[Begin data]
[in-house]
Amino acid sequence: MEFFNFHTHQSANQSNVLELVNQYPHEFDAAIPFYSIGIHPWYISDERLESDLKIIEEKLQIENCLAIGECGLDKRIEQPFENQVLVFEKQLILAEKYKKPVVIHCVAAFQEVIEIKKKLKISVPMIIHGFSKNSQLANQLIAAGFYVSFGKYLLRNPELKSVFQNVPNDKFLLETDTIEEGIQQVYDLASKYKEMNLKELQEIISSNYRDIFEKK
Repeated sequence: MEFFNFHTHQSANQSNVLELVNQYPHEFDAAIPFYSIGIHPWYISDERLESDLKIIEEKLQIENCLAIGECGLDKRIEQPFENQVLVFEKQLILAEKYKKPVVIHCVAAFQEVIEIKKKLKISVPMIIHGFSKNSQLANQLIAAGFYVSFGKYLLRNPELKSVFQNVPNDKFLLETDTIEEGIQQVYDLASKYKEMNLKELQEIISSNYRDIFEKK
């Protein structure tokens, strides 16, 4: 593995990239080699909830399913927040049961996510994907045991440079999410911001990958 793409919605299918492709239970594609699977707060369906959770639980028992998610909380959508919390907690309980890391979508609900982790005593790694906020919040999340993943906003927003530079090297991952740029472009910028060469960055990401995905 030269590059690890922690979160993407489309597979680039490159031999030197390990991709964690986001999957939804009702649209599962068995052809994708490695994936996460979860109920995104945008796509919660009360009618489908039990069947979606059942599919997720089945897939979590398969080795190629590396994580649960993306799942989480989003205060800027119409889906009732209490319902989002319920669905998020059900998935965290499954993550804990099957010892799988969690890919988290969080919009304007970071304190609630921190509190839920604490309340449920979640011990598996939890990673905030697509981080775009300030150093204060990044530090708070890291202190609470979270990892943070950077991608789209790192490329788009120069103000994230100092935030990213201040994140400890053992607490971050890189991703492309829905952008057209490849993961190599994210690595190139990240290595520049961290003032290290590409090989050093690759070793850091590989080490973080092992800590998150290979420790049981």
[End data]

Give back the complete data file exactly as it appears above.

[in-house]
Amino acid sequence: MEFFNFHTHQSANQSNVLELVNQYPHEFDAAIPFYSIGIHPWYISDERLESDLKIIEEKLQIENCLAIGECGLDKRIEQPFENQVLVFEKQLILAEKYKKPVVIHCVAAFQEVIEIKKKLKISVPMIIHGFSKNSQLANQLIAAGFYVSFGKYLLRNPELKSVFQNVPNDKFLLETDTIEEGIQQVYDLASKYKEMNLKELQEIISSNYRDIFEKK
Repeated sequence: MEFFNFHTHQSANQSNVLELVNQYPHEFDAAIPFYSIGIHPWYISDERLESDLKIIEEKLQIENCLAIGECGLDKRIEQPFENQVLVFEKQLILAEKYKKPVVIHCVAAFQEVIEIKKKLKISVPMIIHGFSKNSQLANQLIAAGFYVSFGKYLLRNPELKSVFQNVPNDKFLLETDTIEEGIQQVYDLASKYKEMNLKELQEIISSNYRDIFEKK
């Protein structure tokens, strides 16, 4: 593995990239080699909830399913927040049961996510994907045991440079999410911001990958 793409919605299918492709239970594609699977707060369906959770639980028992998610909380959508919390907690309980890391979508609900982790005593790694906020919040999340993943906003927003530079090297991952740029472009910028060469960055990401995905 030269590059690890922690979160993407489309597979680039490159031999030197390990991709964690986001999957939804009702649209599962068995052809994708490695994936996460979860109920995104945008796509919660009360009618489908039990069947979606059942599919997720089945897939979590398969080795190629590396994580649960993306799942989480989003205060800027119409889906009732209490319902989002319920669905998020059900998935965290499954993550804990099957010892799988969690890919988290969080919009304007970071304190609630921190509190839920604490309340449920979640011990598996939890990673905030697509981080775009300030150093204060990044530090708070890291202190609470979270990892943070950077991608789209790192490329788009120069103000994230100092935030990213201040994140400890053992607490971050890189991703492309829905952008057209490849993961190599994210690595190139990240290595520049961290003032290290590409090989050093690759070793850091590989080490973080092992800590998150290979420790049981």